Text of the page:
Using 1Password with ssh-agent on Linux

I run the dev channel of ChromeOS. This crashes occasionally. While my chrome tabs are generally recovered, it also resets the crostini containers. Every time this happens, I’ve to launch 1Password (the android app), unlock it, search for my SSH key, copy the password and finally paste it in the terminal. This was starting to get old.

A couple of days ago I spent about an hour short circuiting this. I’ve set things up so that ssh-agent directly asks for my 1Password master password, uses it to unlock the vault, grab the SSH key password and add the identity to ssh-agent! Read on to know how it works!

I want to call out that this kind of tinkering is only possible because unix tools are customizable and 1Password publishes the full details of its opvault file format. Keep supporting these kind of companies!

We need a couple of things for this setup to work.

  1. Some way to convince ssh-agent to use this mechanism instead of the default password prompt.
  2. Some way to get the SSH key password from 1Password, given the master password.

Customizing ssh-add

While part 2 is the slightly harder part, it is worth spending a few minutes figuring out if 1 is even possible. I certainly am not feeling up to actually hacking on the SSH code. So let’s look at the ssh-add man page:

DISPLAY and SSH_ASKPASS
       If ssh-add needs a passphrase, it will read the passphrase from the current terminal if it was run from a terminal.
       If ssh-add does not have a terminal associated with it but DISPLAY and SSH_ASKPASS are set, it will execute the pro‐
       gram specified by SSH_ASKPASS (by default “ssh-askpass”) and open an X11 window to read the passphrase.  This is
       particularly useful when calling ssh-add from a .xsession or related script.  (Note that on some machines it may be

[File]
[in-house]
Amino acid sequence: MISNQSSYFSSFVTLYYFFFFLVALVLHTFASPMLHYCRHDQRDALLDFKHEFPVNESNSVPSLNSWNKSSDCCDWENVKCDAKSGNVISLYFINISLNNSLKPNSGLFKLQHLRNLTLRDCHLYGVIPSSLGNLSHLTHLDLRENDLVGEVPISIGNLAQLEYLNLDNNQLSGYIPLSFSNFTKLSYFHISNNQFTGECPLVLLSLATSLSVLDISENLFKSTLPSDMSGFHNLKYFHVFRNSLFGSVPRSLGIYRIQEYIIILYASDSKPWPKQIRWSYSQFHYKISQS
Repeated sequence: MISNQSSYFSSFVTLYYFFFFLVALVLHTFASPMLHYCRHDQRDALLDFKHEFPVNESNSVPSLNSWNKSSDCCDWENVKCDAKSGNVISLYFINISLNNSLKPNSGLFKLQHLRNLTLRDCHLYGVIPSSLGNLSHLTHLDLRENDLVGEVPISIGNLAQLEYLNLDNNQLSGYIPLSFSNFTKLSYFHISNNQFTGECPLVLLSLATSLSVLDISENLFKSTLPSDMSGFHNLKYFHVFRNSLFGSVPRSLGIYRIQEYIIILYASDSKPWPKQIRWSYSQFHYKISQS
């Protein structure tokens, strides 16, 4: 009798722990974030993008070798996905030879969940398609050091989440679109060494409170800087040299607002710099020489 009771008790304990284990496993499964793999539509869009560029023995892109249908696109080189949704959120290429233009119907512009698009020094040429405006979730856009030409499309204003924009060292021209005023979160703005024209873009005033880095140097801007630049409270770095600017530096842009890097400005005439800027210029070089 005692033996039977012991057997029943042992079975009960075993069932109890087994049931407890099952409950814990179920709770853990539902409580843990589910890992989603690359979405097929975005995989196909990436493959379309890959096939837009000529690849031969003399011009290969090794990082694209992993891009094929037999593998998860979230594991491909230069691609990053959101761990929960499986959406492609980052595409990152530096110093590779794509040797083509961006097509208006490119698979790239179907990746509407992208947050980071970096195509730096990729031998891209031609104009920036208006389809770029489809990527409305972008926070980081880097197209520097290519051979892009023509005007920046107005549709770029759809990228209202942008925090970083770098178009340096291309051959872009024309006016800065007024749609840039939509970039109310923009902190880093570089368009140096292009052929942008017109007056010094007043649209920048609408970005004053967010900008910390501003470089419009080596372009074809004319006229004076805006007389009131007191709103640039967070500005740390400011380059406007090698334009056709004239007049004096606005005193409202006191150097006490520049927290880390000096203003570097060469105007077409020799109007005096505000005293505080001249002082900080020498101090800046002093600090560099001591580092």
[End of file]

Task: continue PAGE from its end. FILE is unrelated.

necessary to redirect the input from /dev/null to make this work.)

OK, seems like this is possible. It isn’t clear yet how the entered password is read from ssh-askpass. More mansplaining:

Pressing the ‘OK’ button accepts the pass-phrase (even if it is empty), which
is printed on the standard output, and the dialog exits with a status of zero
(success). Pressing the ‘Cancel’ button discards the pass-phrase, and the
dialog exits with non-zero status.

Very unix-y. The program just needs to write the password to stdout. OK. Let’s come back to this once we have a script doing exactly that.

Extracting passwords from 1Password

The opvault file format is open and well documented. This means we don’t have to figure out some complicated IPC schemes or reverse-engineering. There are already libraries out there that support parsing these files. While writing one in Rust would be the cool thing to do, I’m trying not to fall too deep in the XKCD trap. I picked the opvault python package. I did a quick read of the code to make sure this wasn’t secretly uploading all my passwords to the Internet. I also used virtualenv and some extra customizations to not pollute my system python, but I’m going to elide that. The code presented here assumes your system python has opvault installed. Remember, the script also needs to be executable.